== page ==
“There is a credible scenario that by 2020, the United States together with Canada will be essentially oil-independent,” Molchanov says. “We’re already importing a third less than in 2005.”
The technology for recovering unconventional oil and gas has put America at the forefront of oil shale development worldwide. Some analysts estimate that there are trillions of barrels of potential North American oil shale resources — far more than OPEC’s Saudi Arabia claims to have.
Unconventional drilling techniques have made possible the spectacular oil recovery in the Bakken area in North Dakota. About 510,000 barrels a day are produced there; and within five years, daily volume is forecast to rise to one million.
“The growth opportunities are significant for companies involved in the Bakken [area],” notes Daniel Pratt, director of E&P coverage for the research firm IHS Herold in Norwalk, Conn., in an interview.
Eagle Ford in South Texas is another major play, or area, of vast oil shale resources. The next hot oil shale, analysts say, is Utica in Eastern Ohio; and companies are preparing to ramp up activity there. “This is going to be a key play going forward,” Pratt points out. “The talk is that it looks like it could be the next Eagle Ford — if not better.”
Moreover, as a result of unconventional production techniques, Colorado has been pegged as a big, new oil frontier. The state isn’t altogether new to oil reserves, of course; but now its tight oil — inaccessible before — is thought to be recoverable.
The key driver of most energy stocks is the price of crude oil, and some analysts foresee prices remaining strong throughout 2012, increasing 10%-15% and higher from their 2011 Brent average of $95 per barrel. In late February, oil rose to a 10-month high to top $125 a barrel.
“We see global crude oil prices generally trading in the $80 to $120 range as far as the eye can see,” says Molchanov. “Day to day, of course, there will still be plenty of volatility. For example, prices are currently higher than supply/demand fundamentals would warrant due to the Iran-related ‘fear premium’.”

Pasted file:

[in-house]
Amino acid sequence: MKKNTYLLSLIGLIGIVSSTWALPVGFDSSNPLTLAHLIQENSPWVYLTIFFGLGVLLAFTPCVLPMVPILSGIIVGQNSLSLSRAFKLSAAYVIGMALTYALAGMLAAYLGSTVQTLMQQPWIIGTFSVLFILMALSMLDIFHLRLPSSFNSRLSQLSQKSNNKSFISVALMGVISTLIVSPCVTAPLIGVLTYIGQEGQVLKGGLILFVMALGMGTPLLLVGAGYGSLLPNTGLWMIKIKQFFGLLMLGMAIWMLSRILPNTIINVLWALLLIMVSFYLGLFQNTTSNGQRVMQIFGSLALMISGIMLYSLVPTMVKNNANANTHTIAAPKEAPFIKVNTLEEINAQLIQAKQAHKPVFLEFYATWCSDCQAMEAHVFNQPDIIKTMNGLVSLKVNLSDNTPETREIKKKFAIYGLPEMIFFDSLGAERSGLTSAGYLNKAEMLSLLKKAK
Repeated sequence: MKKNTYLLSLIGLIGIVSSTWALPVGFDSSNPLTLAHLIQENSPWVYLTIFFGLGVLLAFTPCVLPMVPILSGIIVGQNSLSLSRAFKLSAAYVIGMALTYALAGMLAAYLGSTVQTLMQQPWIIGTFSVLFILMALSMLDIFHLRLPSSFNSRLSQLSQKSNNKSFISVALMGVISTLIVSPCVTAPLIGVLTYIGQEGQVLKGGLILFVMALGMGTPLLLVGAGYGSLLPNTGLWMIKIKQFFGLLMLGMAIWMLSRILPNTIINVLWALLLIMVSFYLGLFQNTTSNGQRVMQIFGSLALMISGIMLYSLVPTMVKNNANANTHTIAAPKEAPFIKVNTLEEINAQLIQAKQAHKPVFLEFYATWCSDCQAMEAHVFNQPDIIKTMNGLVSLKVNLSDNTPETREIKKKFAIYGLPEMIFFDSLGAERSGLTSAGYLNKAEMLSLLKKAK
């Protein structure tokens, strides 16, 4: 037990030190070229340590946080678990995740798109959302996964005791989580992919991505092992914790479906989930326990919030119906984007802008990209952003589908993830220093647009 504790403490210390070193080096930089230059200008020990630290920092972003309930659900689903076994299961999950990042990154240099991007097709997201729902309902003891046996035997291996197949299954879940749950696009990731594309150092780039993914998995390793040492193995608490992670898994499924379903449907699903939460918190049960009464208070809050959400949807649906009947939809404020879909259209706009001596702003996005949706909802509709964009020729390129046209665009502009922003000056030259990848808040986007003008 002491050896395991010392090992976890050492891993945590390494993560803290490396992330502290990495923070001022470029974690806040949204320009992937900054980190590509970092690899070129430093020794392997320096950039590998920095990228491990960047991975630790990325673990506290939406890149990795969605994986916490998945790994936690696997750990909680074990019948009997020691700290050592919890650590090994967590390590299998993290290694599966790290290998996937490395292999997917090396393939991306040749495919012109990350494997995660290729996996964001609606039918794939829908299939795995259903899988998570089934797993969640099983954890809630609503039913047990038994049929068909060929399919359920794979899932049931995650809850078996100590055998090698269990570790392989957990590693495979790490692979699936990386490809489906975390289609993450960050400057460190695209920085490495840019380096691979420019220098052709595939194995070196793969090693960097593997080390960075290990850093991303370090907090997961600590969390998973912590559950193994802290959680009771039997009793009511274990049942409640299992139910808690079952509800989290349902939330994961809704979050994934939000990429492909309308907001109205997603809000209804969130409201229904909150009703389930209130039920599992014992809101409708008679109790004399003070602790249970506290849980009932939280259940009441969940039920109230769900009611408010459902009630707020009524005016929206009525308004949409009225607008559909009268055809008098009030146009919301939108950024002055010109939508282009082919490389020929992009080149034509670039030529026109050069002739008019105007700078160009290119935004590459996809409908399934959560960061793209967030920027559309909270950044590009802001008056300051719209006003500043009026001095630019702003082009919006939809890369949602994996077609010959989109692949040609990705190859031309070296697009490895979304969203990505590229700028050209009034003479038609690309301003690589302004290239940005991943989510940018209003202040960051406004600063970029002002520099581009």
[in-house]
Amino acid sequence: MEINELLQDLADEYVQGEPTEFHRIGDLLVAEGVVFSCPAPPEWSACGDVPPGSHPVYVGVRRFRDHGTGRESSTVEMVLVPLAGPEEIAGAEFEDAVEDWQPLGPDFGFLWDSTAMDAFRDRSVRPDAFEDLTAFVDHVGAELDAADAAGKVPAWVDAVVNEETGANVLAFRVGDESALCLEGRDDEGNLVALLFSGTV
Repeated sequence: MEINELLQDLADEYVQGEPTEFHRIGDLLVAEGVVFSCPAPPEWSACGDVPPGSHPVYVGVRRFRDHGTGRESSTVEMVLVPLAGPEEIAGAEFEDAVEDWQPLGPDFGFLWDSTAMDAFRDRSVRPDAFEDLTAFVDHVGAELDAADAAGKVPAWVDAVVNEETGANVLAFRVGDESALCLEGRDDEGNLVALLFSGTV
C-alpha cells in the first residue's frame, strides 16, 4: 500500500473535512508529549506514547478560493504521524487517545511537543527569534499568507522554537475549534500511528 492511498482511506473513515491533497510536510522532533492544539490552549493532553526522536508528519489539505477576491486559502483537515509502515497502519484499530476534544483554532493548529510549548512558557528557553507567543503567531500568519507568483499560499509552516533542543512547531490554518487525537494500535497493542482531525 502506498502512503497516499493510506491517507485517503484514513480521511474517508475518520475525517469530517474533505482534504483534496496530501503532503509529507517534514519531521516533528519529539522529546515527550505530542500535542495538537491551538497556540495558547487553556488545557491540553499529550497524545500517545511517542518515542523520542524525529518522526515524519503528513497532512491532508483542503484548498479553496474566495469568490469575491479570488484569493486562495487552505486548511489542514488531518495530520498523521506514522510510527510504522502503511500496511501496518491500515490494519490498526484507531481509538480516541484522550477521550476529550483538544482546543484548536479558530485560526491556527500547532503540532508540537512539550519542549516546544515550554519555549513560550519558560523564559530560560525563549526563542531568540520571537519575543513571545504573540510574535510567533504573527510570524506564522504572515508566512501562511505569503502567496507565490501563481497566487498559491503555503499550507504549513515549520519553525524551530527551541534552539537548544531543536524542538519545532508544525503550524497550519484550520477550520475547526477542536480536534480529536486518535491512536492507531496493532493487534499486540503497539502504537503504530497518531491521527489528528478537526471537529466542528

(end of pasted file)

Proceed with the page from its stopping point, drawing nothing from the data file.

He and other Raymond James analysts have “long been bullish on oil prices based largely on the perception that non-OPEC supply has been in the process of flat-lining and that OPEC producers have minimal excess production capacity. We still believe OPEC’s excess capacity is well below the cartel’s official estimates, but our outlook for U.S. oil supply growth has forced us to completely change our tune about non-OPEC supply,” they explain in a recent report.
“Although geopolitical events and potential supply disruptions would provide upside to our oil prices estimates, our global oil supply-demand model is simply too loose to support our current rising oil price deck …,” the report continues. “Thus, we are lowering our 2013 forecast from Brent $110/barrel to $95/barrel. We are also lowering our long-term oil forecast from Brent $125/barrel…to $95/barrel …”
In the short term, these analysts believe that full-year U.S. crude production will grow 20% by the end of 2012, which puts it seven years ahead of EIA projections. And, “barring any significant supply interruptions in the Middle East, we think there is more downside to our long-term forecast than upside,” they state.
Oil prices, which have tripled since February 2009, will likely remain volatile this year, other experts say; and this will influence energy stocks, since oil is the main driver for most of their movement. Demand growth for oil is being spurred mainly by developing areas: China, India, Brazil and Southeast Asia. If China’s huge demand continues, “expect oil prices to stay relatively high,” Pratt says.